Nov. 17, 2014 | Volume XXII, Issue 14

South Africa a Unique Experience for Those Interested in Studying Abroad

Published: November 13th, 2006

Category: News

A chance to view ancient rock paintings in Clanwilliam by the Cape’s first inhabitants, to take a constitutional law class in a country whose constitution is only a decade old, and to see lions, rhinos and penguins (yes penguins) are just some of the things students can expect from the Summer Law Program in Cape Town, South Africa.

South Africa Study Abroad

Despite all that, UF Law student Mike Pajcic, a past participant in the program, said his favorite experience was “playing soccer barefoot with people from all over.”

An Oct. 31 informational meeting on the five-week study abroad program featured faculty and student speakers from the previous summer’s Cape Town program. Students accepted into the program can take classes such as “Introduction to South African Law,” “Comparative Issues in Criminal Justice Administration,” and “Selected Issues in Constitutional Law,” taught by South African and American professors.

“South Africa is already the continent’s leader; the success of democracy in Africa depends upon its success in integrating a racially and culturally diverse population in a less politically diverse climate,” said Kathie Price, associate dean and director of the program.

The program, in which there is a dual focus on comparative and international law, includes visits to Parliament, courts and jails, and a chance to shadow members of the Cape Town Bar Association, which is completely integrated, said Price.

“The interesting thing about South Africa to me is that there are a lot of racial parallels with the U.S.,” said Professor Kenneth Nunn, a participant in the program.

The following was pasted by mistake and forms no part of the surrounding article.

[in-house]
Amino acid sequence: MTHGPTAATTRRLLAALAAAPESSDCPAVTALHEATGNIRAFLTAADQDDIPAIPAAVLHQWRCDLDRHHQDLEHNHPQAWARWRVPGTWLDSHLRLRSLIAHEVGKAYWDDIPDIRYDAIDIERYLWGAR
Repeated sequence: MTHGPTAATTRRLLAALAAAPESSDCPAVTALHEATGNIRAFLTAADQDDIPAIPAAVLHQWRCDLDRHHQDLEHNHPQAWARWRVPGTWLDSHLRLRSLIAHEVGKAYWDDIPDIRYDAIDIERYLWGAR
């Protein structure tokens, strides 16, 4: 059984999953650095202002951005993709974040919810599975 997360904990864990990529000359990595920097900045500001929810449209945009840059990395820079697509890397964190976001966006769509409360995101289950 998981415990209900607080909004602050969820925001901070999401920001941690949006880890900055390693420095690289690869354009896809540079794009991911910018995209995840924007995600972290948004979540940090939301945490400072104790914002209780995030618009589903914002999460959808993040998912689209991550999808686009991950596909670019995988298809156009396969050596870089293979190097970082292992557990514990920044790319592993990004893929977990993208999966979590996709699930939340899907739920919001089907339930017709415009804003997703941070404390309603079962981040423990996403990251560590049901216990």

“South Africa is simultaneously a first and Third World country,” said Price. “You’re going to come away with real questions of how successful its government can be in meeting the expectations of a rising middle class with expectations of land reform, jobs, and improved education, housing, and health services that are proceeding very slowly and may never be economically possible.”

Classes are taught at the University of Cape Town, a nationally diverse campus that is situated at the foot of Table Mountain. Last year’s students hiked to the top of the mountain, where the view was said to be amazing. The students also had a chance to go shark diving, and surfing, and visit wineries, the Cape of Good Hope, Clanwilliam, and Robben Island — famous for being Nelson Mandela’s incarceration site. They also went on a six-day, five-night safari, during which they saw animals such as rhinoceroses, hippopotamuses, and lions.

What really impressed student Alex Hadjilogiou was the faculty, which he called “very gracious and tremendously capable.”

Cape Town, which has a population of 2.9 million people, is one of the world’s most beautiful cities. The country’s varied geography means students will have a chance to see desert, flatland, mountains and beaches. Housing is in the Camps Bay part of Cape Town, an affluent area near the ocean. Said Professor Nunn, “You can’t get this experience anywhere else or at any other time in your life.”

The application deadline is March 23, 2007. Students interested in studying abroad should visit the summer abroad section of the law school’s web site to find out more about the South Africa program, as well as study abroad programs in Costa Rica and France.

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